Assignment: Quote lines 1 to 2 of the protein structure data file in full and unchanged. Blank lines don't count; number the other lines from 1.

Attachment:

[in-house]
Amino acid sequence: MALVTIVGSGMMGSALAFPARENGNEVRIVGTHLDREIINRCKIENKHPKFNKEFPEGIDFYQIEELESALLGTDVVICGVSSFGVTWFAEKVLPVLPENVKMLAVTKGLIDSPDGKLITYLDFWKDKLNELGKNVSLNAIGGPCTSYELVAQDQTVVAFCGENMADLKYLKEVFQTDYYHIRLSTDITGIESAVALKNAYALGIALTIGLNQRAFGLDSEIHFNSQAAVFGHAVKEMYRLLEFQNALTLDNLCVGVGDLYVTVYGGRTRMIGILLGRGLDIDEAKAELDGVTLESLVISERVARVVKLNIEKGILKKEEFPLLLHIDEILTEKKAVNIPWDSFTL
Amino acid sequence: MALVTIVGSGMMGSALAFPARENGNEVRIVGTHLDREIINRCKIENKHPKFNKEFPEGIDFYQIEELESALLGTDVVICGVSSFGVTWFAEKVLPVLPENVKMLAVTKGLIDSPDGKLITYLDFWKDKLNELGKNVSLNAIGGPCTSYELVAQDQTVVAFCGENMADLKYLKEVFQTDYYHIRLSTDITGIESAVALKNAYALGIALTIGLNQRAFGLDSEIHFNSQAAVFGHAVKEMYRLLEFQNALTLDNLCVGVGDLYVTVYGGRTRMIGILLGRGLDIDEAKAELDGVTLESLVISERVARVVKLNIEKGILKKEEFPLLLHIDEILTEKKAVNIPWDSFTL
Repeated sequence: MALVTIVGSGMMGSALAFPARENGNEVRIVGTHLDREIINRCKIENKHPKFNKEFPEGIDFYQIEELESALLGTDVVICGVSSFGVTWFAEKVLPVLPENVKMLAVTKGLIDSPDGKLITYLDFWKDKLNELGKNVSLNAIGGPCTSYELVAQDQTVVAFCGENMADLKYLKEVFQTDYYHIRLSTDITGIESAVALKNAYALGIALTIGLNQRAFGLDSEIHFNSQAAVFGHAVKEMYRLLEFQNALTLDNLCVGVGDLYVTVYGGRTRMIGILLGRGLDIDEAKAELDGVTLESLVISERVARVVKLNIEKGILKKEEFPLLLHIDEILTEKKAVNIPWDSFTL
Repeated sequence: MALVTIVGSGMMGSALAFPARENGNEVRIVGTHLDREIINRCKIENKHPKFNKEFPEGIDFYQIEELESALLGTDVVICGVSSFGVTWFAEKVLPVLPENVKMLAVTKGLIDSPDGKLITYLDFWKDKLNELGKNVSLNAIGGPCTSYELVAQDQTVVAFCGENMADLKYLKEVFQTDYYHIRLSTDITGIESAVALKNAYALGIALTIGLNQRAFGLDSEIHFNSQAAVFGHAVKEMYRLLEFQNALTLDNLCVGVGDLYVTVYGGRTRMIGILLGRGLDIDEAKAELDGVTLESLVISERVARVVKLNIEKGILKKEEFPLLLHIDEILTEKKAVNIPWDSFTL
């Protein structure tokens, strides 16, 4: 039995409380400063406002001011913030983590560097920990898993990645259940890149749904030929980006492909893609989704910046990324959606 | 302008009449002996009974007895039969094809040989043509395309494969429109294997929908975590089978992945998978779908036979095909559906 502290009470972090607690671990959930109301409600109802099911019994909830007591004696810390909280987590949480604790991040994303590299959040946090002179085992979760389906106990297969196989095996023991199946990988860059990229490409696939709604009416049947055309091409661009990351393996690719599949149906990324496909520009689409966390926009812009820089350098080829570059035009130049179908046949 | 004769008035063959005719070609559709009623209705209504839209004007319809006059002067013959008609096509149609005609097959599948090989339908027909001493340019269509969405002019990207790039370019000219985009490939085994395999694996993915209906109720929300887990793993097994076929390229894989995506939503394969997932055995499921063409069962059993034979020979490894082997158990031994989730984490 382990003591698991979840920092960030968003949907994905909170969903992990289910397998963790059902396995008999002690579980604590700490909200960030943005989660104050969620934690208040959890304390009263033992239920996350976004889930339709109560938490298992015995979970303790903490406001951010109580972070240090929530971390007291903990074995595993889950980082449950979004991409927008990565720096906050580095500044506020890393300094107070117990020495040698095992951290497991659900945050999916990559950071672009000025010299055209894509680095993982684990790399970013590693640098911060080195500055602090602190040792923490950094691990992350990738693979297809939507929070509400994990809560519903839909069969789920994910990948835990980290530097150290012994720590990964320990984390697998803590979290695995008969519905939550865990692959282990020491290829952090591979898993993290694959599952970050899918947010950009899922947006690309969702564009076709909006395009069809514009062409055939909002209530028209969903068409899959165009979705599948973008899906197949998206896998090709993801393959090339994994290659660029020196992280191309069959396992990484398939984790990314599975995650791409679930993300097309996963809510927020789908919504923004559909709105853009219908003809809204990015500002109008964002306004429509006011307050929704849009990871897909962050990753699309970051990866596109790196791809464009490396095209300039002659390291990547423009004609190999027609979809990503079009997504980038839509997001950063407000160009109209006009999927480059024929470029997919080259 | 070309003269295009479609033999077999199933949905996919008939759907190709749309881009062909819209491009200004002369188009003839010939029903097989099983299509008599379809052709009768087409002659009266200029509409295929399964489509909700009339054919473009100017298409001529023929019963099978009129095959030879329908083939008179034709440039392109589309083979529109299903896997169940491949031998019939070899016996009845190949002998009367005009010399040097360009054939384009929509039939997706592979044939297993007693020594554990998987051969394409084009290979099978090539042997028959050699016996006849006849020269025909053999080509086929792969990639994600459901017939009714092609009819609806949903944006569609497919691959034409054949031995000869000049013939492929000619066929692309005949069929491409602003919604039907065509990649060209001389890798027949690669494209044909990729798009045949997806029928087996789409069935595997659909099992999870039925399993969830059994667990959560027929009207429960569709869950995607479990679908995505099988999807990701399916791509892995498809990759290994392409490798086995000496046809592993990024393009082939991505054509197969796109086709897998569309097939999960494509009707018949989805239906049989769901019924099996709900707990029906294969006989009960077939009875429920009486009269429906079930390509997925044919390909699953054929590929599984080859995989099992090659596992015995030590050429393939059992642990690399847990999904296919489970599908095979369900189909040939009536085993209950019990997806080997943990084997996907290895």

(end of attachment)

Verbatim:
[in-house]
Amino acid sequence: MALVTIVGSGMMGSALAFPARENGNEVRIVGTHLDREIINRCKIENKHPKFNKEFPEGIDFYQIEELESALLGTDVVICGVSSFGVTWFAEKVLPVLPENVKMLAVTKGLIDSPDGKLITYLDFWKDKLNELGKNVSLNAIGGPCTSYELVAQDQTVVAFCGENMADLKYLKEVFQTDYYHIRLSTDITGIESAVALKNAYALGIALTIGLNQRAFGLDSEIHFNSQAAVFGHAVKEMYRLLEFQNALTLDNLCVGVGDLYVTVYGGRTRMIGILLGRGLDIDEAKAELDGVTLESLVISERVARVVKLNIEKGILKKEEFPLLLHIDEILTEKKAVNIPWDSFTL